The Porsche 959 also has automatic ride height adjustment to ensure that the aerodynamics – which are as complex as the rest of the car and an impressive 0.31Cd – remain uncompromised, no matter what the car’s speed or attitude. (And the 959 has a lot of attitude…)

The magnesium wheels are hollow and form a large air chamber that enabled the Porsche 959 to have one of the world’s (if not the first) tyre pressure monitoring systems, which would have been very reassuring when you were probing the outer reaches of its nigh-on 200mph top speed. However, the system does rely on the use of Dunlop ‘Denloc’ tyres, which is a bit of pain thirty years later when the MOT tester sucks his teeth and fails your pride and joy for having no tread on its tyres.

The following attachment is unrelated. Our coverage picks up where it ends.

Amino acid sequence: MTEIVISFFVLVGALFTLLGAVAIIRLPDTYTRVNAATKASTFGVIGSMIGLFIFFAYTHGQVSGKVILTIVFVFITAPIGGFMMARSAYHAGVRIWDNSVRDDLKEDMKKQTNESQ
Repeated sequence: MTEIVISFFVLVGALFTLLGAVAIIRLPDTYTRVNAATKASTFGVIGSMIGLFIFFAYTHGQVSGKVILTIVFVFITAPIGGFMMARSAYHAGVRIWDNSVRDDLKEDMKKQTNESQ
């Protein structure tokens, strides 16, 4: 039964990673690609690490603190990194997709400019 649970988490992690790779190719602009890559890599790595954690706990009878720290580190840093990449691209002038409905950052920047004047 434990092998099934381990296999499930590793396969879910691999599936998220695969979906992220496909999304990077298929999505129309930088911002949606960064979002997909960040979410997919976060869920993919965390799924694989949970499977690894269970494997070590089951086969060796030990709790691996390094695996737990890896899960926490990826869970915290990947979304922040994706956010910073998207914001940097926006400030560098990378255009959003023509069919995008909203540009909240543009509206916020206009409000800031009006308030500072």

Oh, and it had a complex (obviously) Porsche-Steuer Kupplung (PSK) four-wheel-drive system that can shuffle torque from front to rear and vice versa depending on which wheel had the most grip. Up to 80 per cent of the power can be sent to the rear under hard acceleration, which maximizes traction and helps endow the 959 with its infamous sub-four second 0-62mph time.

The body shell is an aluminium and Kevlar composite – with a Nomex floor, no less – that is as strong as it is lovely. Yet, despite all this technological masturbation and obsessive thinking, the finished car weighed 1,450kgs. Gordon Murray might have used the 959 as an early benchmark (at least until the ethereal Honda NSX came along…) for the F1 but he would have scorned the Porker as being, well, a bit of a porker.